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Raining in a garden

Plants play an important role in rain garden function:

  • Provide wildlife habitat and seasonal aesthetic appeal § Take up nutrients and some heavy metals present in stormwater runoff
  • Stabilize soil and enhance infiltration rates

Know Your Plant Hardiness Zone

  • When selecting plants, be aware of your area’s hardiness zone so you know what temperatures your garden will need to tolerate as well as what time of year is best for planting. Alabama is located in Zones 7b to 8b in the Southeast region of the map.

Planting by Wetness Zones

Plants used in rain gardens must be able to tolerate both wet and dry conditions. Plants more suited for wet conditions should be placed in the center of the rain garden, or wherever the garden holds water the longest. Plants that prefer drier conditions should be placed on the slope of the rain garden.

Water zone. This is the deepest part of the rain garden and will stay wet the longest, while the edges will be drier. Plants that are suited for substantial runoff for long periods belong here.

Bottom zone. This area experiences frequent pooling and is the coolest area of the garden (cool night air tends to circulate in this low spot). This zone supports plant species that can tolerate frequent pooling water.

Sloped zone. These are the sloped sides of the rain garden. This zone is intermittently wet from runoff but does not collect water for a long time. Plants here should be suited to occasional saturation and be resistant to drought.

Edge zone. This includes the outer edges and surrounding area. Wetness depends on site conditions. This is the driest and warmest area of the garden. It is beneficial to plant ground cover to prevent erosion.

In your rain garden, avoid planting trees (they typically take up root space and can shade out other plants), plants with aggressive root systems, and plants that cannot tolerate having “wet feet” (they are susceptible to root rot).

Figure 31. Example of a symmetrical planting plan; best for locations seen from above or an aerial view.

Figure 31. Example of a symmetrical planting plan; best for locations seen from above or an aerial view.


Figure 32. Example of a more natural planting plan, with plants grouped for color and arranged by height so that most plants and their colors are visible.

Figure 32. Example of a more natural planting plan, with plants grouped for color and arranged by height so that most plants and their colors are visible.

Creating a Planting Plan

Creating a rain garden planting design makes installation much easier by helping you determine how many plants to buy and where to place specific plants.

When creating a plan, consider the following details:

  • Water tolerance. Which plants will grow best in different zones of the rain garden?
  • Aesthetics. Consider how your rain garden will look from different views. By using plants in scale with the garden size, you can place taller plants in the middle of the garden and help maintain well- defined edges by using attractive plant groupings and sedges or stones around the outside of the garden.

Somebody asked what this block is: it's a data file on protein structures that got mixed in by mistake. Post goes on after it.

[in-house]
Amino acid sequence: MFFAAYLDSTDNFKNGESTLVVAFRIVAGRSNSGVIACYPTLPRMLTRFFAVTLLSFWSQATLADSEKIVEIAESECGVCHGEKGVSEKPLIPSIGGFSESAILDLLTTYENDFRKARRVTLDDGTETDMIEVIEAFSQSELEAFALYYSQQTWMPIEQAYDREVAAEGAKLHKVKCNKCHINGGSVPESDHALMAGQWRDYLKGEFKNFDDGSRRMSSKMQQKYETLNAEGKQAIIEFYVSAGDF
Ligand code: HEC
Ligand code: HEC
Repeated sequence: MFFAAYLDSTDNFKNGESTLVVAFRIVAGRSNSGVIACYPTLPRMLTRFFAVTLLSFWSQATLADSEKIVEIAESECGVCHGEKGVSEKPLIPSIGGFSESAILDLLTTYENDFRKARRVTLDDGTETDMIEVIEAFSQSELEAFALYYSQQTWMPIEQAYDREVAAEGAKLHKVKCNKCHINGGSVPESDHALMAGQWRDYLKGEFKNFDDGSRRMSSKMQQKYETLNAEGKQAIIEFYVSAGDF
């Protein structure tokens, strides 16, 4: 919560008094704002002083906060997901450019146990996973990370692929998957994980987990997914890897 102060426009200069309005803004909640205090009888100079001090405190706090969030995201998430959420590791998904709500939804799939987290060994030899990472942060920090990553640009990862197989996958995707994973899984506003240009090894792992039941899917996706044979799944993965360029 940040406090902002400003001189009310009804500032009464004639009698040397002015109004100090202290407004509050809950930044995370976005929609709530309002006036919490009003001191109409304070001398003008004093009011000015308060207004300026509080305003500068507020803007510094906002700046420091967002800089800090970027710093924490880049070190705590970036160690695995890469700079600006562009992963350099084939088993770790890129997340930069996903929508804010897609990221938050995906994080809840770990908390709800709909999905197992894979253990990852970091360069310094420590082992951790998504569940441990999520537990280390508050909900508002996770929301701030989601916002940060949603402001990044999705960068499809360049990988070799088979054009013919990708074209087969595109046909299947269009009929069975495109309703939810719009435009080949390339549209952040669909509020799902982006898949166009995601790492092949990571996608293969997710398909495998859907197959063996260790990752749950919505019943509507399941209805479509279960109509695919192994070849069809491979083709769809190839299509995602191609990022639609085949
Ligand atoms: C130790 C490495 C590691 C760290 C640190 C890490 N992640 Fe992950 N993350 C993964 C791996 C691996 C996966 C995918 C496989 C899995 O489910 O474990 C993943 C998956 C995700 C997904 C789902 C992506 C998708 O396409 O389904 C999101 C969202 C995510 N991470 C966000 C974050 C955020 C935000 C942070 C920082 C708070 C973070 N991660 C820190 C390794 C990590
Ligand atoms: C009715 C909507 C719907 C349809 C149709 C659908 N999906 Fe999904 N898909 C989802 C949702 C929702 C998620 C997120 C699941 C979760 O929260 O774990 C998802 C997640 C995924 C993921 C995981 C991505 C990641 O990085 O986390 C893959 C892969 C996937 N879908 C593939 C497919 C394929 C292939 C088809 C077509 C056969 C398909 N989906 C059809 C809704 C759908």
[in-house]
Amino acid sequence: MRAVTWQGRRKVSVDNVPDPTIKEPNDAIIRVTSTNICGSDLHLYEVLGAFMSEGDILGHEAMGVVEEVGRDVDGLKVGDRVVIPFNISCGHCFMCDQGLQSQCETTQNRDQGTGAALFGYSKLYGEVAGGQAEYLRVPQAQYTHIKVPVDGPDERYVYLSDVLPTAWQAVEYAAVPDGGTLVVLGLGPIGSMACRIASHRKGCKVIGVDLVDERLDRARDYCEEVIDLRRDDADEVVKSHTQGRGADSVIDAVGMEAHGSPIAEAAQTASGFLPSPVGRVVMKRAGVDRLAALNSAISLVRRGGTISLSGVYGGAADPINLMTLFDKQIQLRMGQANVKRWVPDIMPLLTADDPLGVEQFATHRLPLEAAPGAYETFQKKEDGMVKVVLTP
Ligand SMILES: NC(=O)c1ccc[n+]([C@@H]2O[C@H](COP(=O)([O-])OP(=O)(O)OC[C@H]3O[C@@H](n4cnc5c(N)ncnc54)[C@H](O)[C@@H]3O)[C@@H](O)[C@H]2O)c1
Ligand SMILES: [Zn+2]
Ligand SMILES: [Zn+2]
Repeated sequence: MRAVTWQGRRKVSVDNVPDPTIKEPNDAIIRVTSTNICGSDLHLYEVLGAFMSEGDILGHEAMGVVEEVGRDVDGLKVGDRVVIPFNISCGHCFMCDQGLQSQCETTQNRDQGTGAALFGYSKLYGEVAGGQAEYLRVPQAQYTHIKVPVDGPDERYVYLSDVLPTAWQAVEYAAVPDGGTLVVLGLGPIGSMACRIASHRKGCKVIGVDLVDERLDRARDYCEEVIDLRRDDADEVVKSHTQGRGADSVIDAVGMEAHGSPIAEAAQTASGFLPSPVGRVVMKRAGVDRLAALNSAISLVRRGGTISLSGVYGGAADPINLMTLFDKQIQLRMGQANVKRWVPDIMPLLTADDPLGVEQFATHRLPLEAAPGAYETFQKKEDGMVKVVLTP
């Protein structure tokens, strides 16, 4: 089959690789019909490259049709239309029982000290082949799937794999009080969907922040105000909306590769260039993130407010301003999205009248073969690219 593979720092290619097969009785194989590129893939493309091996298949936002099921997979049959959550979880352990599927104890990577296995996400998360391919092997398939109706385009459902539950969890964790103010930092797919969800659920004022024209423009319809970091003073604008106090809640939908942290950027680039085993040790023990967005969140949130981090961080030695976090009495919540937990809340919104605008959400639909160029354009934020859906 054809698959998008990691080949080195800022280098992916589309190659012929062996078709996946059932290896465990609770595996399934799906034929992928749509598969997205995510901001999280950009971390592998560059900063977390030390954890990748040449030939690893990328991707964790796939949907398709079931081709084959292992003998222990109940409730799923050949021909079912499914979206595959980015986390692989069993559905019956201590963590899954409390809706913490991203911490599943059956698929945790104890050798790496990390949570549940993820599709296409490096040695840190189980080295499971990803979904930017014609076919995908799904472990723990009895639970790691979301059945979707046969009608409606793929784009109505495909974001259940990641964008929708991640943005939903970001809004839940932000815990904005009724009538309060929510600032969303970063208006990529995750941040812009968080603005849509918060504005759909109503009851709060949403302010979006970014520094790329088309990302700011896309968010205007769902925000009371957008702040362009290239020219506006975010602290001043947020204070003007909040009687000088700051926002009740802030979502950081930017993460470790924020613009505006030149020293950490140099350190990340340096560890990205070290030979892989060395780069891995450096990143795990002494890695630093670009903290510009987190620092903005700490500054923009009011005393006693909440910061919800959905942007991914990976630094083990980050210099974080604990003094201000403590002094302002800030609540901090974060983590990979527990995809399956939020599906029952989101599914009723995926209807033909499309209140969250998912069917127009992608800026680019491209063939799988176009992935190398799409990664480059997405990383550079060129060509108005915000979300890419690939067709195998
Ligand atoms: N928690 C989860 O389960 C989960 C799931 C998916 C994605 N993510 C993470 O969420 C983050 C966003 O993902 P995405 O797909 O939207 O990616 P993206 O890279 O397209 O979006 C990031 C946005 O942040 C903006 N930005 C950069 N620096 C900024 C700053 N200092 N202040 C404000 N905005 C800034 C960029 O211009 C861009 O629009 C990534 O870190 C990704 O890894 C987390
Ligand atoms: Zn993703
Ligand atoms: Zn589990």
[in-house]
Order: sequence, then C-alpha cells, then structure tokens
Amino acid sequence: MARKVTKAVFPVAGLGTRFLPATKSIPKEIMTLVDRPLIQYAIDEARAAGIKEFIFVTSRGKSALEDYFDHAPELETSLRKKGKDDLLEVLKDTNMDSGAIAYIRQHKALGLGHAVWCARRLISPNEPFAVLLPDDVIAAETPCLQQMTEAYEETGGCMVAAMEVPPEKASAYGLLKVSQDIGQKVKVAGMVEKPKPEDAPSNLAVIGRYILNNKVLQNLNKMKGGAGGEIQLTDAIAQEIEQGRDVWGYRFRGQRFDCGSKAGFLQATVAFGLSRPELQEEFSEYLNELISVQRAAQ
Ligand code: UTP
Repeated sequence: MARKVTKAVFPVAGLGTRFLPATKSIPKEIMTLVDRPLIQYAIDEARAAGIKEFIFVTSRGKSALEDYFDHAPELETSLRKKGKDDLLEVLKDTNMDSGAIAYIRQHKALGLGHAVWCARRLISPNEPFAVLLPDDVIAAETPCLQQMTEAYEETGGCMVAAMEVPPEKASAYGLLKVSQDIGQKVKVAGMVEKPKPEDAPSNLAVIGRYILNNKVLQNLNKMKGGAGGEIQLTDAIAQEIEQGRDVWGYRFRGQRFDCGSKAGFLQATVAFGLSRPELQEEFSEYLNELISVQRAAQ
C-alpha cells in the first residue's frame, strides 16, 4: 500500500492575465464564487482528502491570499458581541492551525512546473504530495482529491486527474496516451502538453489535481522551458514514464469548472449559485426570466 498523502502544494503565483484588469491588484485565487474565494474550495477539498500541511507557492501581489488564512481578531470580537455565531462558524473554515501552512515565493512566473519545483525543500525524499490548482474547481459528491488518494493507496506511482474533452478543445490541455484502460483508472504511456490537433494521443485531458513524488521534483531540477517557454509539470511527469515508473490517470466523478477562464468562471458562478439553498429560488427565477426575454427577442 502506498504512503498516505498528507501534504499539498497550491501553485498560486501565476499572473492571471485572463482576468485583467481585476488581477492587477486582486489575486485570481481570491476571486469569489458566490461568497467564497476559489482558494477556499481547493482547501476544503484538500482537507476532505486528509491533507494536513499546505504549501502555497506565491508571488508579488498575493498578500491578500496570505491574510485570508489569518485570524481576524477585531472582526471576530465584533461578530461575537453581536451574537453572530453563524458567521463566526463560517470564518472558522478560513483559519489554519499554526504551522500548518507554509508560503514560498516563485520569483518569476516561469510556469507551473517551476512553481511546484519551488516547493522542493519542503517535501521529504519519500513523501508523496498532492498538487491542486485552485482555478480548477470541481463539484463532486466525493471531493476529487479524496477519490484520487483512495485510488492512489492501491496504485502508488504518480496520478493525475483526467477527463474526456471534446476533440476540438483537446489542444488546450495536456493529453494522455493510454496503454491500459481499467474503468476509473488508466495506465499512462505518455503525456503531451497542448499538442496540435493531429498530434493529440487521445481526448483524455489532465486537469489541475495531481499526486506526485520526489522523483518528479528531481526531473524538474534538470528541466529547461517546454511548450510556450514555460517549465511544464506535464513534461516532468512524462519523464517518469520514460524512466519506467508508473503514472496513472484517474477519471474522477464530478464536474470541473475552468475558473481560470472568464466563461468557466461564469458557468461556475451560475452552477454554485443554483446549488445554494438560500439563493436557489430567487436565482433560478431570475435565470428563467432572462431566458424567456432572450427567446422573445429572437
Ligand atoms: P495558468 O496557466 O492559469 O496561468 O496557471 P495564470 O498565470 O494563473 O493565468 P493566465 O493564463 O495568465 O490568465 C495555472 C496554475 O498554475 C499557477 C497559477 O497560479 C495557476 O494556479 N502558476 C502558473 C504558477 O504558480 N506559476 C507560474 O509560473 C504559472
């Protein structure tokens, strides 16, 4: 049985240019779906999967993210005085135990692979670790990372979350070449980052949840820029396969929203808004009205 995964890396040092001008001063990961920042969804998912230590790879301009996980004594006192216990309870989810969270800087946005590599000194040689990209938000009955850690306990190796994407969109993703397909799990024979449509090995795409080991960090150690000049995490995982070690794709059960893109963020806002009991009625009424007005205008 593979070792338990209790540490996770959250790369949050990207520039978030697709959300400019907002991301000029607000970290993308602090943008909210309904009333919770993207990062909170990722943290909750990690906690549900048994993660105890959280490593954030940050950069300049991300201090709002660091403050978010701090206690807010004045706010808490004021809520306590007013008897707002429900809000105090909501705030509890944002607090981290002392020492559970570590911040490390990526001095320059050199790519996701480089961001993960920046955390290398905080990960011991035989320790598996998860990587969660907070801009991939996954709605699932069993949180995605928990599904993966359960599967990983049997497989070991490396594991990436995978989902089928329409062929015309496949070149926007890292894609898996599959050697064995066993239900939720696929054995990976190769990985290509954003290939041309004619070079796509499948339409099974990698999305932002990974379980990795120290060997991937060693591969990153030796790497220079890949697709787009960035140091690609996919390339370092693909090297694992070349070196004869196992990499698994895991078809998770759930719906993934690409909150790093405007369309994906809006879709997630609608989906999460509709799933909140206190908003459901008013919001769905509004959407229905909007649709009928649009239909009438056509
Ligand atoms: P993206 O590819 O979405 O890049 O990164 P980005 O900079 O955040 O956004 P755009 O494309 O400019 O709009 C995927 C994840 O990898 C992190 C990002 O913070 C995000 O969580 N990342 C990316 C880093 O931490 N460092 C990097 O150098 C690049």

• Plant growth. Plan to plant according to how large the plants will be at full maturity. They may look small and widely spaced when you first plant, but they will need room to grow into full maturity.
  • Seasonal interest. Include plants that bloom at various times of the year. Consider including species that are evergreen or have showy fall color.

For information on suggested plants to use in your rain garden, see table 3.


Table 3. Rain Garden Plants

* Attracts butterflies, hummingbirds, or both

  1. Prefers dry conditions and can tolerate drought; to be used on buffer, slope, or berm of a standard rain garden and wet rain gardens with zoned topography.
  2. Prefers moderate or moist conditions and can tolerate occasional inundation. Plants labeled 2 are appropriate for the center of standard rain garden designs or wet rain gardens with zoned typography.
  3. Prefers wet conditions and are appropriate for wet rain gardens and deep pools of wet rain gardens zoned typography.

Sun: At least 6 hours of full sun per day
Part Shade: 3 to 5 hours without direct sunlight per day.
Shade: 0 less than 2 hours of direct sunlight per day.

Botanical NameCommon NameTypeSoil CommentsPrefers
Acorus calamussweetflagherbaceous grassacidic, wetsun to part shade (2, 3)
Asceplias incarnata*swamp milkweedherbaceous perennialanysun or part shade (3)
Amsonia tabernaemontanaEastern bluestarherbaceous perennialsandypart shade (3)
Baptisia albawhite wild indigoherbaceous perennialsandy to rocky, tolerates claysun (1, 2)
Carex crinitafringed sedgegrasslikeanypart shade to shade (2, 3)
Carex comosabottlebrush sedgegrasslikeanypart shade (3)
Carex luridalurid sedgegrasslikeanypart shade (3)
Carex tribuloidesbristlebract sedgegrasslikeanypart shade (2, 3)
Chasmanthium latifoliumriver oatsherbaceous perennialanypart shade (2)
Conoclinium coelestinum*blue mistflowerherbaceous perennialanysun to part shade (2)
Clethra alnifolia*summersweetshrubanysun or part shade (2, 3)
Coreopsis auriculata*lobed tickseedherbaceous perennialrich, acidicpart shade (2)
Coreopsis lanceolata*tickseedherbaceous perennialanysun (1, 2)
Coreopsis nudataGeorgia tickseedherbaceous perennialrich, acidicpart shade (2, 3)
Echinacea purpurea*coneflowerherbaceous perennialsandysun to part shade (1, 2)
Eupatoriadelphus fistulosus*Joe Pye weedherbaceous perennialacidic, moist, or wetsun (2, 3)
Helianthus angustifoliusswamp sunflowerherbaceous perennialanysun to part shade (2, 3)
Helianthus angustifoliusscarlet rose mallowherbaceous perennialany, wetsun (3)
Hibiscus moscheutos*crimson eye rose mallowherbaceous perennialmoist, alkalinesun to part shade (2, 3)